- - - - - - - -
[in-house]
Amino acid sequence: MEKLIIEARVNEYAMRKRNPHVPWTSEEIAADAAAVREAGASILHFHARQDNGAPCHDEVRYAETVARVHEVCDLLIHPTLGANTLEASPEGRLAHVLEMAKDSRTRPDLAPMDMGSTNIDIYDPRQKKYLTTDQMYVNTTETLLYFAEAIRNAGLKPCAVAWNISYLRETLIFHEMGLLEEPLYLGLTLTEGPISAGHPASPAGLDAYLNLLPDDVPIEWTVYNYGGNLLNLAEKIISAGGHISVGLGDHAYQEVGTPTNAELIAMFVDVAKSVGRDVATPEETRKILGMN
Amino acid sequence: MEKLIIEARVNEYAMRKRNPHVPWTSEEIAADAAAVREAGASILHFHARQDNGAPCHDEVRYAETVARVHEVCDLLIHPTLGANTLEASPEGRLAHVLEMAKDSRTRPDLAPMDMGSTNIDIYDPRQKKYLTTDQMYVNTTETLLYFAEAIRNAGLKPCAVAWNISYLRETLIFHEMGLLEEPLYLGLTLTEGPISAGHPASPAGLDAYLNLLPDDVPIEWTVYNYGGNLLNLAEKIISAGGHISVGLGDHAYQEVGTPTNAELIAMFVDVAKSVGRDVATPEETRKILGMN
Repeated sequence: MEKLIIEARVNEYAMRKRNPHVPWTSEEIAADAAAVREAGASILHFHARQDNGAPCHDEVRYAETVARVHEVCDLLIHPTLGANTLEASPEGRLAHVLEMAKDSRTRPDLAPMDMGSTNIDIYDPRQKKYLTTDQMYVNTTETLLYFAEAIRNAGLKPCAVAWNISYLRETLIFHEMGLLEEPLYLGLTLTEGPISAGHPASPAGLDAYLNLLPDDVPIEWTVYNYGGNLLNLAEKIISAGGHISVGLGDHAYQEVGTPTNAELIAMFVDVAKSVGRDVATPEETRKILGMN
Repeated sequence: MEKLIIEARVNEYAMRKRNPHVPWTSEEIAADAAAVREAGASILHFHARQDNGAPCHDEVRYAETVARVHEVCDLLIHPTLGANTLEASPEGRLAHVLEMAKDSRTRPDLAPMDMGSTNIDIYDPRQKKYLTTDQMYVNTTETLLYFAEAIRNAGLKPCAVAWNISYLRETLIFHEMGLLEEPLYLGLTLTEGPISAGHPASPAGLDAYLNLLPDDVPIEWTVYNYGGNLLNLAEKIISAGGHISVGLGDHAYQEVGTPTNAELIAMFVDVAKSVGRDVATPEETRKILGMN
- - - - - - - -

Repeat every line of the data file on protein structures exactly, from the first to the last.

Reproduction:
[in-house]
Amino acid sequence: MEKLIIEARVNEYAMRKRNPHVPWTSEEIAADAAAVREAGASILHFHARQDNGAPCHDEVRYAETVARVHEVCDLLIHPTLGANTLEASPEGRLAHVLEMAKDSRTRPDLAPMDMGSTNIDIYDPRQKKYLTTDQMYVNTTETLLYFAEAIRNAGLKPCAVAWNISYLRETLIFHEMGLLEEPLYLGLTLTEGPISAGHPASPAGLDAYLNLLPDDVPIEWTVYNYGGNLLNLAEKIISAGGHISVGLGDHAYQEVGTPTNAELIAMFVDVAKSVGRDVATPEETRKILGMN
Amino acid sequence: MEKLIIEARVNEYAMRKRNPHVPWTSEEIAADAAAVREAGASILHFHARQDNGAPCHDEVRYAETVARVHEVCDLLIHPTLGANTLEASPEGRLAHVLEMAKDSRTRPDLAPMDMGSTNIDIYDPRQKKYLTTDQMYVNTTETLLYFAEAIRNAGLKPCAVAWNISYLRETLIFHEMGLLEEPLYLGLTLTEGPISAGHPASPAGLDAYLNLLPDDVPIEWTVYNYGGNLLNLAEKIISAGGHISVGLGDHAYQEVGTPTNAELIAMFVDVAKSVGRDVATPEETRKILGMN
Repeated sequence: MEKLIIEARVNEYAMRKRNPHVPWTSEEIAADAAAVREAGASILHFHARQDNGAPCHDEVRYAETVARVHEVCDLLIHPTLGANTLEASPEGRLAHVLEMAKDSRTRPDLAPMDMGSTNIDIYDPRQKKYLTTDQMYVNTTETLLYFAEAIRNAGLKPCAVAWNISYLRETLIFHEMGLLEEPLYLGLTLTEGPISAGHPASPAGLDAYLNLLPDDVPIEWTVYNYGGNLLNLAEKIISAGGHISVGLGDHAYQEVGTPTNAELIAMFVDVAKSVGRDVATPEETRKILGMN
Repeated sequence: MEKLIIEARVNEYAMRKRNPHVPWTSEEIAADAAAVREAGASILHFHARQDNGAPCHDEVRYAETVARVHEVCDLLIHPTLGANTLEASPEGRLAHVLEMAKDSRTRPDLAPMDMGSTNIDIYDPRQKKYLTTDQMYVNTTETLLYFAEAIRNAGLKPCAVAWNISYLRETLIFHEMGLLEEPLYLGLTLTEGPISAGHPASPAGLDAYLNLLPDDVPIEWTVYNYGGNLLNLAEKIISAGGHISVGLGDHAYQEVGTPTNAELIAMFVDVAKSVGRDVATPEETRKILGMN